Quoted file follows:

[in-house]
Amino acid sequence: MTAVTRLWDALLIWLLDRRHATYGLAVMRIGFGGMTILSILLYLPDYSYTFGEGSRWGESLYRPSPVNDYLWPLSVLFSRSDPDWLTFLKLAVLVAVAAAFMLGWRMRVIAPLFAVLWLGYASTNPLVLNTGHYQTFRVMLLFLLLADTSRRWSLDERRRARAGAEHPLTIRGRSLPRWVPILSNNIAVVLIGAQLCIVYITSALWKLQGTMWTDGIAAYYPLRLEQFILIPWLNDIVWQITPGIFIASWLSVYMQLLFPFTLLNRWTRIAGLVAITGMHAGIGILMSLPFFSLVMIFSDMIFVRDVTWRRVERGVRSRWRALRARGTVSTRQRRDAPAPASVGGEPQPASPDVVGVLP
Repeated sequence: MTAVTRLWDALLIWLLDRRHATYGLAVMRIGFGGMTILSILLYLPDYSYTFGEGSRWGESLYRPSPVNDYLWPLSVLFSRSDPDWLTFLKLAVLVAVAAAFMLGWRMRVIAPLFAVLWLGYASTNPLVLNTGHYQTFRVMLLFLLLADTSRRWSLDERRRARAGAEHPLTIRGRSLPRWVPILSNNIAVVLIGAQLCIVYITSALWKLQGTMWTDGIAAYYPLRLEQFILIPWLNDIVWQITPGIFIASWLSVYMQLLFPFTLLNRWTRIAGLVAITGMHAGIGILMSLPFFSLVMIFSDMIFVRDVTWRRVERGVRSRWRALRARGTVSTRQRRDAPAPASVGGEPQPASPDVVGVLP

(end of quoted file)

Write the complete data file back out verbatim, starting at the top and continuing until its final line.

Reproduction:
[in-house]
Amino acid sequence: MTAVTRLWDALLIWLLDRRHATYGLAVMRIGFGGMTILSILLYLPDYSYTFGEGSRWGESLYRPSPVNDYLWPLSVLFSRSDPDWLTFLKLAVLVAVAAAFMLGWRMRVIAPLFAVLWLGYASTNPLVLNTGHYQTFRVMLLFLLLADTSRRWSLDERRRARAGAEHPLTIRGRSLPRWVPILSNNIAVVLIGAQLCIVYITSALWKLQGTMWTDGIAAYYPLRLEQFILIPWLNDIVWQITPGIFIASWLSVYMQLLFPFTLLNRWTRIAGLVAITGMHAGIGILMSLPFFSLVMIFSDMIFVRDVTWRRVERGVRSRWRALRARGTVSTRQRRDAPAPASVGGEPQPASPDVVGVLP
Repeated sequence: MTAVTRLWDALLIWLLDRRHATYGLAVMRIGFGGMTILSILLYLPDYSYTFGEGSRWGESLYRPSPVNDYLWPLSVLFSRSDPDWLTFLKLAVLVAVAAAFMLGWRMRVIAPLFAVLWLGYASTNPLVLNTGHYQTFRVMLLFLLLADTSRRWSLDERRRARAGAEHPLTIRGRSLPRWVPILSNNIAVVLIGAQLCIVYITSALWKLQGTMWTDGIAAYYPLRLEQFILIPWLNDIVWQITPGIFIASWLSVYMQLLFPFTLLNRWTRIAGLVAITGMHAGIGILMSLPFFSLVMIFSDMIFVRDVTWRRVERGVRSRWRALRARGTVSTRQRRDAPAPASVGGEPQPASPDVVGVLP